What we’re saying is that a millimetre here and there for the nano-SIM and its housing represents a much larger proportion of a device’s thickness than it did, say, three years ago. Getting rid of that will make quite a difference – and will create space for more important things like bigger batteries to boot.

SEE ALSO: iPad Air 2 vs iPad mini 3

Air 2 thin

It’s not the end of the SIM yet

Of course, replacing the physical SIM card in a tablet is very different from replacing it in a phone. With no voice calls or text allowances to worry about, it’s a far simpler data-only setup.

That’s also probably how Apple was able to get the operator support that it has. It’s likely to be a very different matter persuading those same networks – not to mention the majority that haven’t yet committed to Apple SIM – to give up their control and their lucrative 24-month contracts.

And as powerful as Apple is, it can’t yet distribute its iPhone range alone. It still needs that operator support to sell its devices to the masses, and we can't see the operators caving in to Apple's latest attempt to kill the SIM without a struggle.

Availability

Apple SIM will launch with the LTE versions of the iPad Air 2 and the iPad mini 3 this week.

At present, only a small handful of US and UK operators are onboard. In fact, in the UK there’s only the one: EE.

Read more: iPad Air 2 vs iPad Air: Should you upgrade?

Russell Davies

October 25, 2014, 8:50 am

Presumably this now means that unless my local operator signs up I should steer clear of these devices otherwise I am cast adrift when mobile?

PJ Matthews

October 25, 2014, 10:41 am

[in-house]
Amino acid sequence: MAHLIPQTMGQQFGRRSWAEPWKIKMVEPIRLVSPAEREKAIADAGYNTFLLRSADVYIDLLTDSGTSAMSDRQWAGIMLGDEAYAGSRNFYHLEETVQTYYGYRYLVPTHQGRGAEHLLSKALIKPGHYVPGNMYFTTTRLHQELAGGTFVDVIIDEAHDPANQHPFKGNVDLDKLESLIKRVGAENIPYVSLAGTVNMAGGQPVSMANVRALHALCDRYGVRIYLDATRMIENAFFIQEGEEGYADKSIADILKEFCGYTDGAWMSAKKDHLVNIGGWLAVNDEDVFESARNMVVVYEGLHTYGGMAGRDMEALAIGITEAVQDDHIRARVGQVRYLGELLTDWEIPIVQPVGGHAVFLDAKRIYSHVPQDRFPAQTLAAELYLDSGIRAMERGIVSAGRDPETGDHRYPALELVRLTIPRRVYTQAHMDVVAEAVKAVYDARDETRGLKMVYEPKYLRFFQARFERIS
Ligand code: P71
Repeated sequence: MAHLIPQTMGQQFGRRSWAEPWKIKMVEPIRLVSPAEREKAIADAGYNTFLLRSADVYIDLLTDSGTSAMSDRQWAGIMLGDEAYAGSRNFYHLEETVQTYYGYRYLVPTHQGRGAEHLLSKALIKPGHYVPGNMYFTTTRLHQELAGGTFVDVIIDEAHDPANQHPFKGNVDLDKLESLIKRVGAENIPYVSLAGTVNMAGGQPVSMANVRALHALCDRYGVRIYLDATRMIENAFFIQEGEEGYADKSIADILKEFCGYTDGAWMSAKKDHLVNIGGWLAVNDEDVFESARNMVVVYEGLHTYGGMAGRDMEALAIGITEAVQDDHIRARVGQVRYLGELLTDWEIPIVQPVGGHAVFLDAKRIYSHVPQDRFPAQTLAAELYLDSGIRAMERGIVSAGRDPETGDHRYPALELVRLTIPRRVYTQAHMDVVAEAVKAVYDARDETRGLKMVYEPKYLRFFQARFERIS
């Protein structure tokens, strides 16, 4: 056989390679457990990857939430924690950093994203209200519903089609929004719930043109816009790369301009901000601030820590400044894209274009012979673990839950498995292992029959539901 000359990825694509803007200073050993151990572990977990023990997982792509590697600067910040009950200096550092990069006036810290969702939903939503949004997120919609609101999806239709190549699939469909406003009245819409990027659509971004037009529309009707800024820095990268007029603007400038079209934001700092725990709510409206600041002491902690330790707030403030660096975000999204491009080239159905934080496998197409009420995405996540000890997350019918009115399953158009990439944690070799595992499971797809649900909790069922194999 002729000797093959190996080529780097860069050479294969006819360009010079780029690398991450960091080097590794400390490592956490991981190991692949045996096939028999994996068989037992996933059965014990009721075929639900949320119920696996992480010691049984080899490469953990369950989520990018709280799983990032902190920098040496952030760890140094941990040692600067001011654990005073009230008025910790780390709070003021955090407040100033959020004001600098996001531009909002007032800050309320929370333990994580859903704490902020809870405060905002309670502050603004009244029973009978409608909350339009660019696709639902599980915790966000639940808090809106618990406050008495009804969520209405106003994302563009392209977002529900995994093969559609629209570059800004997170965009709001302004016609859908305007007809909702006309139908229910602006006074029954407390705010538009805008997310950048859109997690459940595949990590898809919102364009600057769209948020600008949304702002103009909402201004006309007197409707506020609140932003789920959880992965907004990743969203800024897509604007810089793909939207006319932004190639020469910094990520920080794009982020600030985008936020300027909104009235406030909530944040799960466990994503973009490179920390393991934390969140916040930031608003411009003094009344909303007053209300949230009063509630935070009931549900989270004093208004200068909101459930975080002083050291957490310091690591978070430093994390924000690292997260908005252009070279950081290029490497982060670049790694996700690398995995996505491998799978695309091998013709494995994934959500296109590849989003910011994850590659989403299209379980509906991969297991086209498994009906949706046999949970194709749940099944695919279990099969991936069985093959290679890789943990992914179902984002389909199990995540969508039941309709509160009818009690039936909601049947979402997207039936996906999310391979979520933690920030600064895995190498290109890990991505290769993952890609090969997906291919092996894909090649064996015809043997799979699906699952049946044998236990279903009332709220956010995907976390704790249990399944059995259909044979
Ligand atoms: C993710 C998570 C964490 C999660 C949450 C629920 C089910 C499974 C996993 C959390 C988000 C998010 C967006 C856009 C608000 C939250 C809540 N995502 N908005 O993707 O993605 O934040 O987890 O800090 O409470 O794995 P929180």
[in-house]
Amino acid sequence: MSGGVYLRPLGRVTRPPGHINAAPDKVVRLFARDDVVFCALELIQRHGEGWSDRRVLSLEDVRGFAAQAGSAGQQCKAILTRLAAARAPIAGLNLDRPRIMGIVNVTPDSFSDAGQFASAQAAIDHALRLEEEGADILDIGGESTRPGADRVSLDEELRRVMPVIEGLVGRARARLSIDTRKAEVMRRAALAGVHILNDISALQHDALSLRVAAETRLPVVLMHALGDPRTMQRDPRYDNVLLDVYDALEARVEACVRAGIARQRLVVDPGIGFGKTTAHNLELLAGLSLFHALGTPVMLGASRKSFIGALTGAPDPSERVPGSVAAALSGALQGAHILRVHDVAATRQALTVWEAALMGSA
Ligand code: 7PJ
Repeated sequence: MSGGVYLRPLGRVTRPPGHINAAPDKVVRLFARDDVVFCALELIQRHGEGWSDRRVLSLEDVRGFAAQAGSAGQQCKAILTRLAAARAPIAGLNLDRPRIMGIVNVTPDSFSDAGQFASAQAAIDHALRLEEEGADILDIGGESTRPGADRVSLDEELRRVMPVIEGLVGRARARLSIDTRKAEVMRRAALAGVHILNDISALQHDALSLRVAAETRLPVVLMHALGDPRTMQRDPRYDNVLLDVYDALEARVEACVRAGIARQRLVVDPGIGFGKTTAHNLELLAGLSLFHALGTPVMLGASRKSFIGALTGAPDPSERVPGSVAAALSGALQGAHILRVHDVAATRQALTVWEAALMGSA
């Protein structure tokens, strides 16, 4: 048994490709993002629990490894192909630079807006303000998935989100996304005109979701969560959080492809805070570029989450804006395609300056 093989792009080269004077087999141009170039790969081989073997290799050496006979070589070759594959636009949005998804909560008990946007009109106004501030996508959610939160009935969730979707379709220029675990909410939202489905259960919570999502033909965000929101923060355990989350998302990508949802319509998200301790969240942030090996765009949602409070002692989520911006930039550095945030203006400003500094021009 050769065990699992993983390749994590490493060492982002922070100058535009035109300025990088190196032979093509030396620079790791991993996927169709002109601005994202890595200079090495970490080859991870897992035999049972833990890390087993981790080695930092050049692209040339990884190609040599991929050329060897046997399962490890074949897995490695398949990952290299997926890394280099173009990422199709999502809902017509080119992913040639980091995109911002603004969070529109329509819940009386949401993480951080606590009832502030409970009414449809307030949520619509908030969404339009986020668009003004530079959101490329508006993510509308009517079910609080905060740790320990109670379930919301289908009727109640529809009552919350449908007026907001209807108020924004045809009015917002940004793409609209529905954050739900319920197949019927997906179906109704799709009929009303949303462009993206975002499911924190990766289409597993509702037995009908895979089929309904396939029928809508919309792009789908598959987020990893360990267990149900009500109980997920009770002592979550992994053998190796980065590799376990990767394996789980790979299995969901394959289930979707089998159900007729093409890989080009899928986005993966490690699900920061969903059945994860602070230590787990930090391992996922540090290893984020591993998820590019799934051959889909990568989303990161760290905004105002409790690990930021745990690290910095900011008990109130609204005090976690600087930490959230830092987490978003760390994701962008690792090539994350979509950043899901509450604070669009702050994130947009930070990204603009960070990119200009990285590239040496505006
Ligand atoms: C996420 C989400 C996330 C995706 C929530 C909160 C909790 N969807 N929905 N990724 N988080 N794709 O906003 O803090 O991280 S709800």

This is all great but it's being reported that the apple sim is locking to certain networks once activated. See 9to5mac etc.

BoJoe

October 26, 2014, 8:00 am

Some misunderstandings in that article for sure. The apple sim is still a hardware sim. It is just that it is capable of downloading new subscriptions onto it. Also it is no simpler to make work for lte only as compared to voice. It is the same for both.

Prem Desai

October 26, 2014, 8:07 am

This is true innovation, at last, on Apple's part.

However, to make it work, the network operators need to play ball as well.

I would expect to be able to view my 'sim' account online and change it at will i.e. as simply as logging into a network provider. This means that if I go abroad or want to change my network provider or contract, I can do this instantly.

If it means that we have to wait days for someone to activate it or similar, then the concept won't take off.

Paul Cox

October 26, 2014, 9:14 am

You wouldn't think so from reading this article but the iPad Air 2 has a standard nano SIM card slot, Apple simply provides a network agnostic SIM card with it. If you use this card on AT&T for example it gets locked to the network and you have to get a new card if you want to use another network. If you want to use a local operator not supported by the Apple sim simply insert their nano sim in to the ipad.

Biggles

October 27, 2014, 8:25 am

The thing that prevents me using a local SIM when abroad is the problem of people not knowing my 'new' number. Now, if the Apple SIM could retain your original number, even when using a foreign network, that would really be an advance.